Doing this may require that you pay more than the current market price for the item at the start, but ensures you won’t pay more when prices rise above the lock. If the prices fall below your price lock point, you still make your desired menu profit. Use your purveyor’s knowledge of the market to your advantage and partner with them to develop a win/win program.
Embrace the Power of Portion Control Last year I wrote a blog entitled, Should I cut my own steaks or buy pre-cut portion control steaks? which talked about the hidden costs many operators miss when cutting their own steaks or chops. If you’re serving steaks or chops on your menu and cutting them in your kitchen, you’re probably letting profits slip away with unaccounted for costs.
There are many portion control, or “steak ready” cuts that eliminate the hidden costs of waste and labor. We help our customers quantify their yielded costs of finished goods, and then compare that measure to their desired target profits. Take an educated look at portion control.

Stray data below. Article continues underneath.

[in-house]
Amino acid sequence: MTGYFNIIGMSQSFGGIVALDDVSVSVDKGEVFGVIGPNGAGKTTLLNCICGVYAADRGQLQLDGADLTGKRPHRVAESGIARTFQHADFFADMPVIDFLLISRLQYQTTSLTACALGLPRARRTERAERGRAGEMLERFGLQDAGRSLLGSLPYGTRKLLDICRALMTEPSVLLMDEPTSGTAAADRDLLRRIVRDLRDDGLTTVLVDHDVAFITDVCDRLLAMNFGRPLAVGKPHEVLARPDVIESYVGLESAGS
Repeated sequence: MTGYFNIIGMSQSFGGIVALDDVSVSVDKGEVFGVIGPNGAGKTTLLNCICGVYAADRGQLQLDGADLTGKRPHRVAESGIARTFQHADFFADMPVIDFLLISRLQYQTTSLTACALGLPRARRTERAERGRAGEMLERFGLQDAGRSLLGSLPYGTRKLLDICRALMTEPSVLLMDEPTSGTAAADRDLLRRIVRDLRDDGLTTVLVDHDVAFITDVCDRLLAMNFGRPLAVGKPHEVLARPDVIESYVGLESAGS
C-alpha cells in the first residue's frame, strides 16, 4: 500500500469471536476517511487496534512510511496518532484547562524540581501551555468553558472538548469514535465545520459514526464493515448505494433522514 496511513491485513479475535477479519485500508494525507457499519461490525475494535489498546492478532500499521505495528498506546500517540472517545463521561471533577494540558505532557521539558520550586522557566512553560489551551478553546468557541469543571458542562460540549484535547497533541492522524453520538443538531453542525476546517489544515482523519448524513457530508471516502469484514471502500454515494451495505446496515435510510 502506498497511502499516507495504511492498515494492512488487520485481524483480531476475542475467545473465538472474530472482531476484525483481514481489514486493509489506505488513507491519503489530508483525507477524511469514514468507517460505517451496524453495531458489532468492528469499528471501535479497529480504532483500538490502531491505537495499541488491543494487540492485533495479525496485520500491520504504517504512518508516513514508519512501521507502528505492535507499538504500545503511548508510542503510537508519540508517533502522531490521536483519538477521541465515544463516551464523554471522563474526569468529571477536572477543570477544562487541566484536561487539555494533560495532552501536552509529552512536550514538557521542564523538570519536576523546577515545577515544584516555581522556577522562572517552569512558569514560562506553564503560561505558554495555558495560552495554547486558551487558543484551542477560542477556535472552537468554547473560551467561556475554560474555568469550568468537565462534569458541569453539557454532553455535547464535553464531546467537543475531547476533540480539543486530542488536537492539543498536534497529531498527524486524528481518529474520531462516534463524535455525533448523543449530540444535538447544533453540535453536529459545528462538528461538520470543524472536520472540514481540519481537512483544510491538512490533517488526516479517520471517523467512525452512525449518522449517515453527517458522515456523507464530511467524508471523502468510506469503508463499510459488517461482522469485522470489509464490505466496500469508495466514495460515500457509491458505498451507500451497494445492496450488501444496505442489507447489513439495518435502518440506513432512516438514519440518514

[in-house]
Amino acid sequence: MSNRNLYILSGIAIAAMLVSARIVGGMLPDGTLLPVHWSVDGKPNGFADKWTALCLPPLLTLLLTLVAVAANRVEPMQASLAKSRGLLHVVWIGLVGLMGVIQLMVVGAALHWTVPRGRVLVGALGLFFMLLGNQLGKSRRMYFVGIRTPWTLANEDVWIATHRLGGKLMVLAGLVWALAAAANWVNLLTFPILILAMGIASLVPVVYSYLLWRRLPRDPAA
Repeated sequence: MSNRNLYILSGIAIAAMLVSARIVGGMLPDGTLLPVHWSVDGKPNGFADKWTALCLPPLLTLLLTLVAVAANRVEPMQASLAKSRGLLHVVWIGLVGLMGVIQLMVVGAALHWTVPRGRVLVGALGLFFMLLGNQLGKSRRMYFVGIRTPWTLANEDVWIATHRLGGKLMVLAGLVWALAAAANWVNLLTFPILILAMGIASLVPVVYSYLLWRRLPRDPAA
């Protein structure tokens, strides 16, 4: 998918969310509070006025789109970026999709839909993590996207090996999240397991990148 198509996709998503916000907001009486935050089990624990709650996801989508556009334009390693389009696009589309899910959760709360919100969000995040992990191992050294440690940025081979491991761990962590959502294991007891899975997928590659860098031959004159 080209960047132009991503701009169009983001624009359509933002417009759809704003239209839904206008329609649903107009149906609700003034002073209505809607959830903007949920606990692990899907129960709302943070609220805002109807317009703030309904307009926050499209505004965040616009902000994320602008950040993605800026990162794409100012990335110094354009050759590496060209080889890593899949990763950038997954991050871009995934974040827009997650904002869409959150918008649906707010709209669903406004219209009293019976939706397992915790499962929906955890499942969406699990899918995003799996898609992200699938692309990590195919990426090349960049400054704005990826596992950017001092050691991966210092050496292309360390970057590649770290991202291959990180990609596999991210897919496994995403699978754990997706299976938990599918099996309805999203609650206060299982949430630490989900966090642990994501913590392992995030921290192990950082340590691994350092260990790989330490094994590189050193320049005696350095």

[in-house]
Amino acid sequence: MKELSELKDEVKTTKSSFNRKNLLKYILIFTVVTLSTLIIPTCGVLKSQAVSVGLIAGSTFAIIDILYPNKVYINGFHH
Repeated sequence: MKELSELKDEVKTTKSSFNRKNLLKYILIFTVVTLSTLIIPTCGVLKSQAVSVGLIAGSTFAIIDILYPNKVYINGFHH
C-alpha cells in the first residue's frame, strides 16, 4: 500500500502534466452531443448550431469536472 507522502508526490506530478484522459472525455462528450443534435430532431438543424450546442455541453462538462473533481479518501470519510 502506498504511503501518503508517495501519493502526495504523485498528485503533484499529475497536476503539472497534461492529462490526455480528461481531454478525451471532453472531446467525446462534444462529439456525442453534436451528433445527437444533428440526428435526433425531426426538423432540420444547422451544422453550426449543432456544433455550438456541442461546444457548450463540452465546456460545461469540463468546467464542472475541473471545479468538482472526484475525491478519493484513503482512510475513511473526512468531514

Use Small Reductions in Portion Sizes When prices are on the rise a small reduction in portion size can mean large cost savings and higher profits. For example, let’s say you sell a tenderloin filet on the menu for $20.00. Just a small change from an 8 oz portion to a 7 oz portion at a cost of $10/lb increases your menu item profit by 4%! (Of course, we recommend this only when weight is not noted on the menu.) That small 1 oz portion change will be virtually undetectable in size and shape of the filet.
When all three of these suggestions are combined, you will have a strategic and powerful set of tools to put your operation in the best position against higher prices. If you’d like to hear more ideas, contact us: email@example.com.